Some wondered aloud whether the strain of 26.2 miles had left Gabriel Zambrano delirious.
Was this man really running his first marathon and then on to Waterloo in one day?
But, no, he was of sound mind and body … and in very much in love.
That the 24-year-old Zambrano finished third in his first completed 26.2-mile race on Sunday morning was cause for joy, but he was just getting started.
After crossing the finish line at the Cowtown Marathon, he got on bended knee and proposed to his longtime girlfriend, Alyssa Rodriguez.
She said “absolutely yes.”
“I actually made plans last year when I placed fourth in the half, seeing her excitement, and she saw how happy I was,” said Zambrano, who carried the ring in a pocket during the run. “I saw the look on her face and I said, ‘I want to marry this girl.’”
Zambrano was more than a little impressive on Sunday, running with eventual marathon champion Andrew Cook and runner-up Bernard Too for about 22 miles.
He had actually said last year as part of his big plans this year that he was going to win the marathon. “I was hoping to win it, but a marathon is no joke.”
Neither is marriage.
“A lot of people say in a marathon you have to dig deep when you hit that wall. I hit that wall, and me digging deep was feeling the ring in my pocket.”
Speaking of running and marriage
Women’s marathon winner McKale Montgomery of Stillwater, Okla., recalled the time not too long ago when she was engaged and doing post-doctorate work in Arizona.
She and her now-husband wanted to marry on a beach, but, the couple’s financial resources being what they were at the time, the cost was prohibitive.
So, she took a drive out to San Diego for the Rock ‘n’ Roll Marathon for a shot at the $1,000 top prize.
Montgomery, who ran at TCU as McKale Davis, is now a professor of nutrition at Oklahoma State but only after successfully throwing $1,000 at her wedding on the sand.
With real life and a real job now an obstacle, Montgomery calls herself more of a “weekend warrior,” but the 33-year- old banked another $1,200 in winning her fifth marathon, this one in 2:55:51, and first with her new last name.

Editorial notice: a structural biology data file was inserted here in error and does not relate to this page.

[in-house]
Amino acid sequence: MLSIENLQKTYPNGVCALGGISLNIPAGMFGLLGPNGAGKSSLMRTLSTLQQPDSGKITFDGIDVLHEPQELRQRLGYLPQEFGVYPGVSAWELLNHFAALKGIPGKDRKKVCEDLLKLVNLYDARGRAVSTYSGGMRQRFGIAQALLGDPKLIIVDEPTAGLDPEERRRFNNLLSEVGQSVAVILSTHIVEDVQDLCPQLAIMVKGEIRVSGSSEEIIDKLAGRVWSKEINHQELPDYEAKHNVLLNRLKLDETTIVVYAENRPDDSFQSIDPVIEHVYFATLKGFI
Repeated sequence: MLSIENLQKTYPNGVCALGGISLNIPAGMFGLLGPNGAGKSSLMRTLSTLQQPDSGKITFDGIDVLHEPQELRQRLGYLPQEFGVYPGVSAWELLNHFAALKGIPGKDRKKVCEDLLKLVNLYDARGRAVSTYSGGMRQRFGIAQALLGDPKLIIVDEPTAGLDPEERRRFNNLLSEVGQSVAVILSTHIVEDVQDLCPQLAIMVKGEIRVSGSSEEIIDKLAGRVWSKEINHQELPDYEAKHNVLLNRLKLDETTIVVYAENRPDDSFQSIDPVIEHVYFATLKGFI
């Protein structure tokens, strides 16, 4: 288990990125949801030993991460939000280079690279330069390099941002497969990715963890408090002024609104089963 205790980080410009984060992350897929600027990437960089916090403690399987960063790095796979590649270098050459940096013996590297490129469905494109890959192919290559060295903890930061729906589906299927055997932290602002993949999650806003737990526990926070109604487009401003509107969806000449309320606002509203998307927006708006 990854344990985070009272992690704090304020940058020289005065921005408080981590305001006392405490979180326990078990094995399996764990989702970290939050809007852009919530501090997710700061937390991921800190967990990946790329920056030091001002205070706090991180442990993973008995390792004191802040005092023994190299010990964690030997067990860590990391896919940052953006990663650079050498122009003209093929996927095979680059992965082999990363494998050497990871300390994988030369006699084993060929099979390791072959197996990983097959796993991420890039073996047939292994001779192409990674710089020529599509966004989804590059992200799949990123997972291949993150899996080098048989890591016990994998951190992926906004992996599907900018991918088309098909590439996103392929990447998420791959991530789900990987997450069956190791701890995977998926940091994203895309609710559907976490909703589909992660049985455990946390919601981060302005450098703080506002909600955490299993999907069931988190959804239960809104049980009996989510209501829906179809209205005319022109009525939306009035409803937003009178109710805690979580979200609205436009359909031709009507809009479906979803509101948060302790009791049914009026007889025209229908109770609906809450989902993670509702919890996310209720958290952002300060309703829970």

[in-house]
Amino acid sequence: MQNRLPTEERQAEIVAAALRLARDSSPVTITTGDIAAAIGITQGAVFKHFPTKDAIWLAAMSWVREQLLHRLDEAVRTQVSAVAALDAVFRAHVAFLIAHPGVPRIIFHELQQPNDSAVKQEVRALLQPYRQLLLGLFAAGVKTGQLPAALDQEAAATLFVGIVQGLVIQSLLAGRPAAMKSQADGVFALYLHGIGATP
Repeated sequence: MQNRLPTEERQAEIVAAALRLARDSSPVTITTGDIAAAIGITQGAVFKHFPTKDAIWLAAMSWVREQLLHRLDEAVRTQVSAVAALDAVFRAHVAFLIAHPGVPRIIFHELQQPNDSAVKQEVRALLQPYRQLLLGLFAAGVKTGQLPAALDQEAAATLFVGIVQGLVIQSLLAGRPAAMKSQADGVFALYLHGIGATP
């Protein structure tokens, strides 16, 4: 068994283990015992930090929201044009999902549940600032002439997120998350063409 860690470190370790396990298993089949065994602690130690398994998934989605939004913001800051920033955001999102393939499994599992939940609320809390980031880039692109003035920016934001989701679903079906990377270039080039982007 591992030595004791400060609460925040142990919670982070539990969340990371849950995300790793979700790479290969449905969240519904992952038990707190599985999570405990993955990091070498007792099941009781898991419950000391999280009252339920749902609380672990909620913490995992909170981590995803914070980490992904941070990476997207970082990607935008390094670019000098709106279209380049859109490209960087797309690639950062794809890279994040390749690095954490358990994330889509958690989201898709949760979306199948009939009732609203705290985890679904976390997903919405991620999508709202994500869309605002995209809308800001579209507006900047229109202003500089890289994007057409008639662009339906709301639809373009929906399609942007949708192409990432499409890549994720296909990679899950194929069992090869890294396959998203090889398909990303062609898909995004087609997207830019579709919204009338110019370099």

She finished about eight minutes ahead of Amy Natalini, 35, a member of the Air Force who traveled from Shreveport for her first marathon in Fort Worth and 36 th overall.
Natalini is no slouch. In October, she competed in her third Marine Corps Marathon as part of the Armed Forces Championship in Washington, D.C.
“It was tight for the first 101/2 miles,” said Montgomery, who is still eying a U.S. Olympic-qualifying time. “Then we made it up a hill at the same time and she sounded a little more out of breath than me, so I took the opportunity. I just got lucky.
“It was a big downhill and I felt decent … I live in a really hilly neighborhood back home. I knew I had an edge on the downhill. I thought ‘I better get her now.’”
Ultra winner ‘in trouble’
Elite runner Jenna Mutz -- on orders from her coach, former Olympian Michael Aish -- was supposed to take it easy on Sunday, what with a 50-mile race approaching in March in Ottawa, Kan.
Instead, the 37-year- old Fort Worth native, raised in Mexia and educated at Baylor, zipped around The Cowtown ultra course at a 7:25 pace in winning with a time of 3:51:56.
She was the only elite runner in the ultra field. “He’s going to be a little upset when he sees my time,” said Mutz, now of Joplin, Mo.
“But it would have been awkward for the guy on the bicycle beside me if I ran eight-minute miles for the first hour. You get a bicycle escort, you have to race.”
Gina Hendrickson was about 16 minutes back.
Mutz, a five-time competitor at Boston who won $1,000 for her ultra victory in Fort Worth, said she has a vision of 6 hours, 45 minutes in the Kansas 50-miler.
The top-two finishers of the men’s ultra marathon featured a couple of characters.
The winner was 41-year- old Geofrey Terer, a career marathoner originally from Kenya but who trains now in Colorado Springs.
Terer completed the course in 3:03:48, a few minute ahead of a disappointed Anthony Kunkel (3:06:48).
The Cowtown race was Terer’s first at 31-plus miles. And if you think he’s in any rush to do it again, you can think again.
Terer spent about an hour in the medical tent after the race.
When asked if he planned to do another race at this distance, he said: “Not at the moment.”
“It is not easy. You really have to be strong here,” he said pointing at his head. “If you convince your mind that you are tired, you are done.”
Terer said he believes his body had not sufficiently recovered from a marathon in Birmingham, Ala., two weeks ago.
Kunkel is part of the U.S. national 100K team with plans to go to Croatia later this year for the world championships. He ran a 5K and marathon last weekend, and “that cost me today. I would have liked to have gone a little faster.”
“I really would have liked to see under three hours. So to come in at 3:06 and not win is kind of depressing.”
Kunkel, 25, is a student at Fort Lewis College in Durango, Colo., and he likes it there.
“I’ll stay in college until I die, if they’ll let me.”